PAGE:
Monday Morning

Monday, April 14, 2008, 10:47 am

Yesterday’s Fireworks

Sunday was the third time in franchise history that the White Sox have hit two grand slams in one game, first time ever at home … the other times were 9/4/95 at Texas (Robin Ventura had both) and 5/19/96 at Detroit (Darren Lewis and Robin Ventura).  For a minute I thought I had been at all three, but turns out I was watching that Detroit game from home and Bob Beghtol was with the team.

We’ve won seven of our last nine overall and now are 42-20 against Detroit since 2005 (20-11 in Chicago).  The Sox have back-to-back shutouts for the first time since 9/26-27/07 vs. KC and have not allowed a run in 22.0 IP.

Javier Vazquez is now 4-0 vs. Detroit since 2007.

Paul Konerko’s grand slam in the third inning was the seventh of his career, while Joe Crede connected on the second of the season and sixth of his career.

Guess These Didn’t Count

According to today’s Chicago Tribune, these wins against the Tigers may not be “real.”  We need to wait and see how we play against the A’s …

Leading Off

White Sox leadoff hitters rank third in all of baseball in OBP at .453. (Oakland enters this series at 26th).  Last year, we ranked 27th (and last in the AL) at .321.

Earlier this season, Nick Swisher walked six straight times, becoming the first MLB player to do so since 2003 and the first Sox player since Chet Lemon in 1980.

Rant

Earlier this month, we were shocked and surprised (in a good way) when the national baseball writer for the Chicago Tribune selected Javier Vazquez as this year’s American League Cy Young Award winner.

That was a gutsy, outside-the-box selection and surprising because this writer has not liked the Vazquez for Chris Young trade and did not like the extension given to Vazquez last March (something about building the rotation from the back forward).

So despite the preseason props, in yesterday’s newspaper it was back to old form as a mini spread of photos and stories repeated the mantra that the trade for Javier has been a bust.

“But the trade for Vazquez hasn’t been a good one for the Sox, who lost 24-year-old center fielder Chris Young in the deal,” to quote the newspaper.  “The Sox were willing to trade Young because they were loaded with outfield prospects at the time … Young had the highest ceiling of the four, but (Ken) Williams thought he was expendable.

“Ouch.” Please note: That ouch is from the Trib.

This was printed before Javy struck out nine, walked none and allowed only five hits over 7.0 shutout innings to improve to 2-1.

If he does indeed win the Cy Young Award this year as the Tribune predicted, will it still be a bad deal for the Sox? 

So I planned on putting together a stastical argument against yesterday’s story but someone beat me to it and did a much better job …

To read it, click here to read that post (second one down)

They say it much better than I can. 

You can make your own judgments.

But I will point out a few things like … why does every trade have to have a winner and a loser?  Can’t a trade help both teams? 

Chris Young is a very, very good young player with a great future ahead of him … but at this point all of us are speculating as to what that long-term future will become.

Last year, Vazquez topped Young in “Win Shares”, which if you buy into that sabermetric analysis, might be a way to compare players.  Javy topped Young, 19-16.  Young’s amazing defense provided 6.8 of his 16 points. (Javy scored 11 Win Shares in 2006 while Young was in the minors).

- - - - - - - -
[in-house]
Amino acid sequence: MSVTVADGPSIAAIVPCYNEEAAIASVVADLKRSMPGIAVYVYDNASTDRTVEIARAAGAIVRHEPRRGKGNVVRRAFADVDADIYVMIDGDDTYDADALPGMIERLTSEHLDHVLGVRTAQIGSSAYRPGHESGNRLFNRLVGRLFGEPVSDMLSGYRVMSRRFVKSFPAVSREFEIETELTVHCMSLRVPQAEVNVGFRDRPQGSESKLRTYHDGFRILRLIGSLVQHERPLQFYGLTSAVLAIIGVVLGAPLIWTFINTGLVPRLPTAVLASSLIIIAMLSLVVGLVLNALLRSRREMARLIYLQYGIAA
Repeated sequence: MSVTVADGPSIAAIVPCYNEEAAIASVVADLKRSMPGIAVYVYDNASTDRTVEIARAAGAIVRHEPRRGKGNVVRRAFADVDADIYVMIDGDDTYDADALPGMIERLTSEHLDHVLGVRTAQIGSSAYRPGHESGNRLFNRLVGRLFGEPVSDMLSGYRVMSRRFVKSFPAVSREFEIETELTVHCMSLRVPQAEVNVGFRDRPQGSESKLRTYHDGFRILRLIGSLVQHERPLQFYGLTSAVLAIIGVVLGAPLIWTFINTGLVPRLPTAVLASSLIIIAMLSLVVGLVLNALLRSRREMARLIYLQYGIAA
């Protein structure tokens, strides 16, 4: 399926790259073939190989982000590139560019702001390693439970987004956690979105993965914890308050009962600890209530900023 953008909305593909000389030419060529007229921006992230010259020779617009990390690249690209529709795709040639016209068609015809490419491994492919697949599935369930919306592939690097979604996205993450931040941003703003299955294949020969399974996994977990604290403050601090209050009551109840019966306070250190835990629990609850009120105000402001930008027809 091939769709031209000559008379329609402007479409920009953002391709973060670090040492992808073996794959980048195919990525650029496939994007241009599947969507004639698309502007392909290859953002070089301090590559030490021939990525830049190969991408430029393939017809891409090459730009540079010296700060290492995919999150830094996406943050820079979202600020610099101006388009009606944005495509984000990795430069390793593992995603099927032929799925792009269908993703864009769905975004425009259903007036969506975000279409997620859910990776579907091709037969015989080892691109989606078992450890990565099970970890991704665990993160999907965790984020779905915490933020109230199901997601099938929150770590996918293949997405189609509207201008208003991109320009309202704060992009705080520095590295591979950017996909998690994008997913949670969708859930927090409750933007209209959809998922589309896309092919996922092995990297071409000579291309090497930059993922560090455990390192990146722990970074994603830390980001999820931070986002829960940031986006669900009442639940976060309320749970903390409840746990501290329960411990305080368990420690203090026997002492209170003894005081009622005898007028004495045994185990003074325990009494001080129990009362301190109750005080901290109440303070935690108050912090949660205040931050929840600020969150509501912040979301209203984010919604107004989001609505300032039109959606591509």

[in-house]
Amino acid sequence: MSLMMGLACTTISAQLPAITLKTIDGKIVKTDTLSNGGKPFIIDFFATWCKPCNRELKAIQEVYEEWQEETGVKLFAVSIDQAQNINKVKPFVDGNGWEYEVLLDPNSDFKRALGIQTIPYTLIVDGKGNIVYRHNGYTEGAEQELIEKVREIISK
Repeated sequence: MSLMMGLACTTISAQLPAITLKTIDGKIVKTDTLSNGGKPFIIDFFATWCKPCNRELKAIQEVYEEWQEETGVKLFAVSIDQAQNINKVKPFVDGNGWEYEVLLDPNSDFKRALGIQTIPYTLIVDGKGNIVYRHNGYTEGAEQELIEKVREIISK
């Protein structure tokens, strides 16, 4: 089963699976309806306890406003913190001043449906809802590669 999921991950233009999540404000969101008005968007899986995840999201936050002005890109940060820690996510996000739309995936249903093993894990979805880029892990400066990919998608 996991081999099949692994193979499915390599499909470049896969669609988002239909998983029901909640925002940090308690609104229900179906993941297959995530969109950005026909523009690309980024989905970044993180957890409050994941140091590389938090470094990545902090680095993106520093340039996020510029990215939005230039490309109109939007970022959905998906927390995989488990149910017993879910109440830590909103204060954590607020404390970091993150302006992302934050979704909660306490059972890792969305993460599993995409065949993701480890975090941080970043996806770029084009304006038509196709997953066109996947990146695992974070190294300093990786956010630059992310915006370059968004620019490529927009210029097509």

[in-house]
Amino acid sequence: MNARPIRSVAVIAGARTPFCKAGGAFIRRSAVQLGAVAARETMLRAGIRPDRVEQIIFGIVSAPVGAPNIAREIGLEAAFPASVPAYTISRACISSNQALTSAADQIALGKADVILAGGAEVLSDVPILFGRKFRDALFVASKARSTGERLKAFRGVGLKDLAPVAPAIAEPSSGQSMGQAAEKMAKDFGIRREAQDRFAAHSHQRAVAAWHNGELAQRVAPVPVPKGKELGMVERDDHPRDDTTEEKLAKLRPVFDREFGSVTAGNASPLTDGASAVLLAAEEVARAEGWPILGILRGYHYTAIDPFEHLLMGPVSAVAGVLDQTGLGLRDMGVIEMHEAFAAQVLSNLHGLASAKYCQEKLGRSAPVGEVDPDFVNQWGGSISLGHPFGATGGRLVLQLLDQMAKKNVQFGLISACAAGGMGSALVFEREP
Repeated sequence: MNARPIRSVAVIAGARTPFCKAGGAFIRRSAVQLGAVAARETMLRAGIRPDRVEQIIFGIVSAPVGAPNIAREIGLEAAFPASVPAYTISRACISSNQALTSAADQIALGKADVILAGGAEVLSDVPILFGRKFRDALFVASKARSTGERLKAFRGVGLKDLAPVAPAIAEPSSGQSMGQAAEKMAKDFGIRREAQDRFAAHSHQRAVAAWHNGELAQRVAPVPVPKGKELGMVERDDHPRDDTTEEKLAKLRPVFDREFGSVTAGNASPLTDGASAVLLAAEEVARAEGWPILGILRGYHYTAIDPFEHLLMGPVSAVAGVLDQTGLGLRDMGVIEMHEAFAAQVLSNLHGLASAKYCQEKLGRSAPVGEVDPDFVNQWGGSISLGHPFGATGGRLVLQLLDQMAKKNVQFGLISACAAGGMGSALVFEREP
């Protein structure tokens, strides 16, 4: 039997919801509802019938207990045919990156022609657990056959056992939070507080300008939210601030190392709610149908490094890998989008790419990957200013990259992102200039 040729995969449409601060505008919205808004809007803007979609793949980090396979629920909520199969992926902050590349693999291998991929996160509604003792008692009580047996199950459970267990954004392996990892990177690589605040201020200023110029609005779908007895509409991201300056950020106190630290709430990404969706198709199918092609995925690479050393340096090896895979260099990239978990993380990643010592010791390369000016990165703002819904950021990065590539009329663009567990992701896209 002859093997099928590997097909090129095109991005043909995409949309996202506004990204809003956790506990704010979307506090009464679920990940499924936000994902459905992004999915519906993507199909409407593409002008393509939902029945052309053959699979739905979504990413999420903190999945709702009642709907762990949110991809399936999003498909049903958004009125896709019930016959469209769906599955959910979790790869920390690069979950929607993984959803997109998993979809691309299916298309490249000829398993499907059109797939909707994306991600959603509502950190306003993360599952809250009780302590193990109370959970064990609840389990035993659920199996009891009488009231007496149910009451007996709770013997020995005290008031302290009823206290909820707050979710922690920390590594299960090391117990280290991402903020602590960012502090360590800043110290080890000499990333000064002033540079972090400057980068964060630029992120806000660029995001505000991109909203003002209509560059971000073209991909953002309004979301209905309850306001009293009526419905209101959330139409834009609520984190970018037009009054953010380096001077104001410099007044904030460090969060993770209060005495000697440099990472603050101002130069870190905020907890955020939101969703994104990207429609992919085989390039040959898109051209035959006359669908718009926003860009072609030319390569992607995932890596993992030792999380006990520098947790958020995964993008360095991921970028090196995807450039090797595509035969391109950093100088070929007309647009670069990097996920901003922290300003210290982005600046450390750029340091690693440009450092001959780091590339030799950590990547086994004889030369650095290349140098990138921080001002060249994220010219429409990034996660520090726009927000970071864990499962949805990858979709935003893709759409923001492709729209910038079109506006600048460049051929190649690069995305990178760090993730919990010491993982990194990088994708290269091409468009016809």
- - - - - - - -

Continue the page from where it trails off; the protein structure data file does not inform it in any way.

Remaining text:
Finally, for the record, Javy is getting paid 11.5 M this year, not 12.5 …

You (everyone) are/is free to like or dislike the trade, but at least consider all the evidence …

 

 

 

3 Comments

Scott, the very mention that you made concerning Vazquez’s salary points out my main gripe about printing player and team salaries in the newspaper every year at the start of the season…
For one thing… IT’S NO ONE ELSE”S DAMNED BUSINESS WHAT A PLAYER MAKES!!!… That information should be kept between three groups…the player, his agent and the ball club…
The reason why?… Because speculation or reported amounts are usually WRONG!!!…See above for a perfect example…
For another reason salaries should not be printed…The goofs who sit in the stands who will never make that kind of money in THREE lifetimes don’t need any added inducement to boo when said player makes a faux pas(faux pas, that’s French for f**k up…)…either on the field defensively or at bat offensively…
The senile old man who used to broadcast the games back in the ’70’s and ’80’s(HO-LEE COW!!!)used to derisively(sic)use the salaries as an example when he wanted to rip said player a new one(If you have to ask “a new what?”, I don’t want to talk to you, ever again…)…
For example: “… MELTON DROPS THE BALL…HO-LEE COW!!! HOW COULD SOMEONE MAKING THE KIND OF MONEY HE MAKES NOT MAKE PLAYS LIKE THAT???”…
The media make too much of money for these players…We don’t know what kind of money these writers make…and we never will, for it’s none of our business…right, boys?
Also, as far as trades made/not made are concerned, same thing…Look at the stink that was raised about not dealing Crede…and look at the comments made now…
As I stated before…revisionist history is fascinating to read…

Scott your right on the money with this one, you can indeed have a trade that helps both teams. Example, El Caballo for Podsednik. Enough said.

Back in town after a trip to Sin City last week. Guys were clicking on all cylinders (wow that doesn’t look right, but the guys at Merriam Webster said it is)…. Exciting to watch, and all we need now is warm weather =) -Dawn

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